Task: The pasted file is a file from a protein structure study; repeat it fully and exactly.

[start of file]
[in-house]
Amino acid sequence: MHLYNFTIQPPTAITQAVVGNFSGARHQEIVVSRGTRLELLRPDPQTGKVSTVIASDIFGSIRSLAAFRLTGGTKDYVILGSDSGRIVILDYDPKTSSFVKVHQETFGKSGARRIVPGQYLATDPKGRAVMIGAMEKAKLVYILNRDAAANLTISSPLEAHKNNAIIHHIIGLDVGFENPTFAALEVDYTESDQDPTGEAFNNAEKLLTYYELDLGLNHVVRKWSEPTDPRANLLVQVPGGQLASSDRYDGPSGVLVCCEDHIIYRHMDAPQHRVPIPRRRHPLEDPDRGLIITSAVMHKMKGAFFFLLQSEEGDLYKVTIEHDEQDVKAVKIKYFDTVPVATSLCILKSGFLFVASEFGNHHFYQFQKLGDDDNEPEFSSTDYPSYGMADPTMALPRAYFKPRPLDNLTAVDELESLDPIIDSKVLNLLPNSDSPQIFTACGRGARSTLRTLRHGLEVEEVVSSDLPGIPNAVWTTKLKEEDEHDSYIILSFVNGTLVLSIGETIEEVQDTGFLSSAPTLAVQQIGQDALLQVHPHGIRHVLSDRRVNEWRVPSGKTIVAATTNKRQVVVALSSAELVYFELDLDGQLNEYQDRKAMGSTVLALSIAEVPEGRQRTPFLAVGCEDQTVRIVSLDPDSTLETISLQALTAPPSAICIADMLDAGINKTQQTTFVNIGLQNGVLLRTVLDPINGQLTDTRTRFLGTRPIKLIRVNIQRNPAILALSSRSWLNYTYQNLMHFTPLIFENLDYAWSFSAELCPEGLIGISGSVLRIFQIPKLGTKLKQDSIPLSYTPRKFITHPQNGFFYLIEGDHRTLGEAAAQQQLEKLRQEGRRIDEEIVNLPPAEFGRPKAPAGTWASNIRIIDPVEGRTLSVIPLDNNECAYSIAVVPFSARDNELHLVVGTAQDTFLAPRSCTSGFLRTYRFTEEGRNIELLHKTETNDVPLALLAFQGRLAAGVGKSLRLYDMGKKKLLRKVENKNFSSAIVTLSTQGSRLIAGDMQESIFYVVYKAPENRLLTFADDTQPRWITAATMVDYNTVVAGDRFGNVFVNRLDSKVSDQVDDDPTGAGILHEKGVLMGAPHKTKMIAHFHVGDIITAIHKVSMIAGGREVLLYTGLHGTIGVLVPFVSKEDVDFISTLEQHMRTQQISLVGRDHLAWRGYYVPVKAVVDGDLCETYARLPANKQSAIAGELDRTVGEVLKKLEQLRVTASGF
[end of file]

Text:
[in-house]
Amino acid sequence: MHLYNFTIQPPTAITQAVVGNFSGARHQEIVVSRGTRLELLRPDPQTGKVSTVIASDIFGSIRSLAAFRLTGGTKDYVILGSDSGRIVILDYDPKTSSFVKVHQETFGKSGARRIVPGQYLATDPKGRAVMIGAMEKAKLVYILNRDAAANLTISSPLEAHKNNAIIHHIIGLDVGFENPTFAALEVDYTESDQDPTGEAFNNAEKLLTYYELDLGLNHVVRKWSEPTDPRANLLVQVPGGQLASSDRYDGPSGVLVCCEDHIIYRHMDAPQHRVPIPRRRHPLEDPDRGLIITSAVMHKMKGAFFFLLQSEEGDLYKVTIEHDEQDVKAVKIKYFDTVPVATSLCILKSGFLFVASEFGNHHFYQFQKLGDDDNEPEFSSTDYPSYGMADPTMALPRAYFKPRPLDNLTAVDELESLDPIIDSKVLNLLPNSDSPQIFTACGRGARSTLRTLRHGLEVEEVVSSDLPGIPNAVWTTKLKEEDEHDSYIILSFVNGTLVLSIGETIEEVQDTGFLSSAPTLAVQQIGQDALLQVHPHGIRHVLSDRRVNEWRVPSGKTIVAATTNKRQVVVALSSAELVYFELDLDGQLNEYQDRKAMGSTVLALSIAEVPEGRQRTPFLAVGCEDQTVRIVSLDPDSTLETISLQALTAPPSAICIADMLDAGINKTQQTTFVNIGLQNGVLLRTVLDPINGQLTDTRTRFLGTRPIKLIRVNIQRNPAILALSSRSWLNYTYQNLMHFTPLIFENLDYAWSFSAELCPEGLIGISGSVLRIFQIPKLGTKLKQDSIPLSYTPRKFITHPQNGFFYLIEGDHRTLGEAAAQQQLEKLRQEGRRIDEEIVNLPPAEFGRPKAPAGTWASNIRIIDPVEGRTLSVIPLDNNECAYSIAVVPFSARDNELHLVVGTAQDTFLAPRSCTSGFLRTYRFTEEGRNIELLHKTETNDVPLALLAFQGRLAAGVGKSLRLYDMGKKKLLRKVENKNFSSAIVTLSTQGSRLIAGDMQESIFYVVYKAPENRLLTFADDTQPRWITAATMVDYNTVVAGDRFGNVFVNRLDSKVSDQVDDDPTGAGILHEKGVLMGAPHKTKMIAHFHVGDIITAIHKVSMIAGGREVLLYTGLHGTIGVLVPFVSKEDVDFISTLEQHMRTQQISLVGRDHLAWRGYYVPVKAVVDGDLCETYARLPANKQSAIAGELDRTVGEVLKKLEQLRVTASGF